Jackson Center co-sponsors webinar on Ukraine
As war unfolds in Ukraine, it can be challenging to keep the reports, videos and images coming from inside that country in context.
To assist in that effort, the Robert H. Jackson Center co-sponsored a webinar with the Academy for Human Rights and the Educators’ Institute for Human Rights to attempt to do just that.
Jackson Center President Kristan McMahan introduced Jackson’s relevance to the current situation at the outset of the webinar.
Jackson “really was tasked with creating the tribunal and working with the three Allied Powers to define the crimes (and) structure the trial,” McMahon said. “Jackson, if he could have made war itself illegal, he would have.”
Jackson, born in Spring Creek, served as an associate justice on the United States Supreme Court but, more appropriately in this context, as the chief US prosecutor at Nuremberg, the tribunal established to prosecute Nazi war criminals.
“One of the crimes is aggressive warfare,” she added, calling it “particularly relevant for what we’re talking about today.”
The session included a series of speakers with an emphasis on how to teach the current conflict.
That included former Jackson Center Board President David Crane, who brought unique international law experience as the first chief prosecutor of the Special Court for Sierra Leone which indicted and ultimately convicted Liberian President Charles Taylor for war crimes and crimes against humanity.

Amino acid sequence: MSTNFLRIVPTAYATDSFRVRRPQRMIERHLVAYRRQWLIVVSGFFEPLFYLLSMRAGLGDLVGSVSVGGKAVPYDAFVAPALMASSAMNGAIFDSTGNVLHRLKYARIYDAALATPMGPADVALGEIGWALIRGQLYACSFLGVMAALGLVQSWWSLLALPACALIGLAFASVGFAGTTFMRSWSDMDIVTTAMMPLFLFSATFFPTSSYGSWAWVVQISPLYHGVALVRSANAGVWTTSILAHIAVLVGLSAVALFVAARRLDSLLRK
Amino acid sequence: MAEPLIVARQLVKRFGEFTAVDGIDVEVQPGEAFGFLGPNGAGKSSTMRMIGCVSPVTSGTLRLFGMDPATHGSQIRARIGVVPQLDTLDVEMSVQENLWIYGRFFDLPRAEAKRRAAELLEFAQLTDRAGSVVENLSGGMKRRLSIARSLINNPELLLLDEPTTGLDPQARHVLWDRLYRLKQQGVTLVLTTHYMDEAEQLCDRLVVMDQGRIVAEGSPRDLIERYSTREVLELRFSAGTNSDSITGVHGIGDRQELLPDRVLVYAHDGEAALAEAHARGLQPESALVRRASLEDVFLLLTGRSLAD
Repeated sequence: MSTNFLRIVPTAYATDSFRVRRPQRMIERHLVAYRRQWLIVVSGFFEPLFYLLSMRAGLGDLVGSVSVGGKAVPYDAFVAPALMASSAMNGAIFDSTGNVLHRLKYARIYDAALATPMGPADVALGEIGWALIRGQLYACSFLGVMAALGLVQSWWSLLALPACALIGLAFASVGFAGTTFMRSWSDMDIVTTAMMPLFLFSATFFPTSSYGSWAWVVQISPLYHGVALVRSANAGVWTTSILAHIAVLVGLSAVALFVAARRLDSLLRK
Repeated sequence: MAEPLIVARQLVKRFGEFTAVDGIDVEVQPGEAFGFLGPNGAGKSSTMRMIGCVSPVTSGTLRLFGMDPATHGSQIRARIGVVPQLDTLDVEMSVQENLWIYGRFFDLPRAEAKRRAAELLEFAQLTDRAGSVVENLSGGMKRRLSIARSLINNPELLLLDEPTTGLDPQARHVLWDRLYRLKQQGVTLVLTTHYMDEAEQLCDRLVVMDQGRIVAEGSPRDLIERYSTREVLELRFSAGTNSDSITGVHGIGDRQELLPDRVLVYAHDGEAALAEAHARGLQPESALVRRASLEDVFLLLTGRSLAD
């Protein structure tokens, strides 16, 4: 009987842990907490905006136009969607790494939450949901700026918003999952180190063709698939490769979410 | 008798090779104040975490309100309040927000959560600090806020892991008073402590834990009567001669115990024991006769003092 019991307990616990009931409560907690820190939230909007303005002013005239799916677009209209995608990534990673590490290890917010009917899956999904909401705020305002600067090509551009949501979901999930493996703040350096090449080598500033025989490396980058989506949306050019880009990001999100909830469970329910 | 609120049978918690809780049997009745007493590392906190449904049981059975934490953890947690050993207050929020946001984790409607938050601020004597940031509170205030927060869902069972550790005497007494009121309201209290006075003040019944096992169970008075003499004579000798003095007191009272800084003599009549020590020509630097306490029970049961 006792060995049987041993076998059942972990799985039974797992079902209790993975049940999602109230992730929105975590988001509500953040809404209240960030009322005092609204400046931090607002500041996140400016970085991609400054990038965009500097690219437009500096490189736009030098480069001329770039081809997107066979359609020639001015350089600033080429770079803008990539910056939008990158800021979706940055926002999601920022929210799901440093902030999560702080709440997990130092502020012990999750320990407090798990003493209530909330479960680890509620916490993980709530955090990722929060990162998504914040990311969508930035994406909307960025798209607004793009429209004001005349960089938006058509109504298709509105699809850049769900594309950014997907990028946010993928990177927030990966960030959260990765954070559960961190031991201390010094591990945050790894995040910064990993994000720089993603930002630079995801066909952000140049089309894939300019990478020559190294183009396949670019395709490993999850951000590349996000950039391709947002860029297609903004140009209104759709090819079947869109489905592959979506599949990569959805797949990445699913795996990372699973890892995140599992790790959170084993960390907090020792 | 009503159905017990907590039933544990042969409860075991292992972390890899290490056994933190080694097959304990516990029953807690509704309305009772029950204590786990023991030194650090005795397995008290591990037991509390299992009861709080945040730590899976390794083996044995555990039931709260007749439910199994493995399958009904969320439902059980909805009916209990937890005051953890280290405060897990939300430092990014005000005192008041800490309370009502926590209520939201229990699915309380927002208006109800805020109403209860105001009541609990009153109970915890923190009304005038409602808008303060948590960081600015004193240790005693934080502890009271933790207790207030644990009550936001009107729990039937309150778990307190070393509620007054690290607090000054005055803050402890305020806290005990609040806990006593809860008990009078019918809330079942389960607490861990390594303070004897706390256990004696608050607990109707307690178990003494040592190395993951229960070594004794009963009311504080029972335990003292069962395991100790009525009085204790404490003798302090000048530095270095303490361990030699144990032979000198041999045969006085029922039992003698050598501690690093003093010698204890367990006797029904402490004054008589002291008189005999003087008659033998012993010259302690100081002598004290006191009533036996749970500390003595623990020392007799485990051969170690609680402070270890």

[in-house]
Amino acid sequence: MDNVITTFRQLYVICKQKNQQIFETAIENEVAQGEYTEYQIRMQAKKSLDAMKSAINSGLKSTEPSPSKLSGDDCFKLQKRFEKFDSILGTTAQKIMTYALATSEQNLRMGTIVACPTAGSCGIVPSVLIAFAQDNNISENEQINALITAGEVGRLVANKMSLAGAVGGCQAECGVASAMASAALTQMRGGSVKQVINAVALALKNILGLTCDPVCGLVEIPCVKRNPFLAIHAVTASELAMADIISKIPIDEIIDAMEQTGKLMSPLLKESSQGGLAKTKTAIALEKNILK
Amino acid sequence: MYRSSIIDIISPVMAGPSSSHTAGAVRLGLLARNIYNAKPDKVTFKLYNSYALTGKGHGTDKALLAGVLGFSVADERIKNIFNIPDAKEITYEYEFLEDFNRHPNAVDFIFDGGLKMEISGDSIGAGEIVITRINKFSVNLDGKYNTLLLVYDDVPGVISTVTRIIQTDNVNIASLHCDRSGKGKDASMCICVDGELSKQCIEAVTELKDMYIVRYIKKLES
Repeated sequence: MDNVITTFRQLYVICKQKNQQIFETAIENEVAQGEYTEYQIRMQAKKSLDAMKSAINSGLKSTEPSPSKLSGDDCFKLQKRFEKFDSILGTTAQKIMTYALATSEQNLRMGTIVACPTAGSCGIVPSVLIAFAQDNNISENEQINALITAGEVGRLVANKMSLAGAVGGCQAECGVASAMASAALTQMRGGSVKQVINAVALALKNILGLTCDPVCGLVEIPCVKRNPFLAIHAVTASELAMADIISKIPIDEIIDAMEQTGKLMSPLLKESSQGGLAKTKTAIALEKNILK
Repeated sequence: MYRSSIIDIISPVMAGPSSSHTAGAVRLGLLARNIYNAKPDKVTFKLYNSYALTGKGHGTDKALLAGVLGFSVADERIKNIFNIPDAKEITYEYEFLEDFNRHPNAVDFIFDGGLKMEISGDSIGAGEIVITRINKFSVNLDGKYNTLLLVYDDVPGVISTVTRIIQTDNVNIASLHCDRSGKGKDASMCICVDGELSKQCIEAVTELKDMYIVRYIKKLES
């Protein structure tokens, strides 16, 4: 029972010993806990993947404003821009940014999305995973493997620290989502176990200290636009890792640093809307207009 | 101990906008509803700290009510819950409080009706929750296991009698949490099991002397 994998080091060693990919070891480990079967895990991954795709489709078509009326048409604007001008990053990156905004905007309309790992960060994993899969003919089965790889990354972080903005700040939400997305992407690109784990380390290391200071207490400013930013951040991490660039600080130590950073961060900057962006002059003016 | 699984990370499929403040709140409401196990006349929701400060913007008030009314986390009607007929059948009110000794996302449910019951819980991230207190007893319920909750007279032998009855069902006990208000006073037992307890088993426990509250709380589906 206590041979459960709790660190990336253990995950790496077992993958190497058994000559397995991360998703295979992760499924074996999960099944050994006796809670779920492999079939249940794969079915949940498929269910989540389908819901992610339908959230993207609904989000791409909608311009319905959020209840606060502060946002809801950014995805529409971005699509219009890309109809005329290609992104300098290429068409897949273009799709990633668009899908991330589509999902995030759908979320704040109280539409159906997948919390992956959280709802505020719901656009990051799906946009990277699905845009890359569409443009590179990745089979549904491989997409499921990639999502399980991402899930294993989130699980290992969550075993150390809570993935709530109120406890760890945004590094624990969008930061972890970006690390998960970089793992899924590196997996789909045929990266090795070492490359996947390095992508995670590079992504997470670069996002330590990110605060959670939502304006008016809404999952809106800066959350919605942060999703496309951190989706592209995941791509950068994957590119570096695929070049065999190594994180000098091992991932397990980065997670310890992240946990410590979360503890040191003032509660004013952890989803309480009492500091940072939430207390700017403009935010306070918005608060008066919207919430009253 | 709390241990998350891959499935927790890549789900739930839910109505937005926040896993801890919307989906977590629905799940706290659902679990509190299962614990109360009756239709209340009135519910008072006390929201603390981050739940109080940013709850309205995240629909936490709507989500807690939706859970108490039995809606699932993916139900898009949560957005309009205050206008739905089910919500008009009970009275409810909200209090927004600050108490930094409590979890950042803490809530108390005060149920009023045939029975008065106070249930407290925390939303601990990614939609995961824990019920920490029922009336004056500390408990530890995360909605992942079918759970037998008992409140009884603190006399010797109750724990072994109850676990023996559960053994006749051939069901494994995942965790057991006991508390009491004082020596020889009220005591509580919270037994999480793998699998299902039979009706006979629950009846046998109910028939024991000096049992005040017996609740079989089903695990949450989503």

Crane was clear that the last few weeks “certainly has changed the world… to a point I never would have imagined where we are.”
He explained that the world had been operating under a 75-year-old plus United Nation paradigm with an emphasis on settling disputes peacefully.
“That just went out the window two weeks ago,” he said, “when a European nation invaded another European nation for no reason. The UN… stood shoulder to shoulder and said ‘No, this is illegal. This is not right’ and backed Ukraine unequivocally.”
He said it also brought a willingness “to defend democracy” from a “faltering” entity that came back together in NATO.
Crane said there are steps being taken to hold “Putin and his henchmen” accountable for war crimes and aggression but outlined a serious concern: “Putin has put all his nuclear weapons on combat alert. We are two seconds from armageddon. (That is) something we need to be frightened about. We have him in a corner.”
He was asked to identify historical comparisons that reflect what is happening today.
He looked back to the 1920s and 1930s and the “age of the strongman” which was accompanied with a “rise in populism and nationalism, (a) step away from an international approach to solve problems.”
Specifically, he highlighted Hitler “moving around, flexing his wings” with invasions such as that of the Sudetenland in the late 1930s.
“Putin is really playing out of the same playgood… and we all saw how that ended,” Crane said.
He stressed his belief that the law will ultimately solve the current crisis.
So what should teachers be telling their students?
“The rule of law is more powerful than the rule of the gun,” Crane said.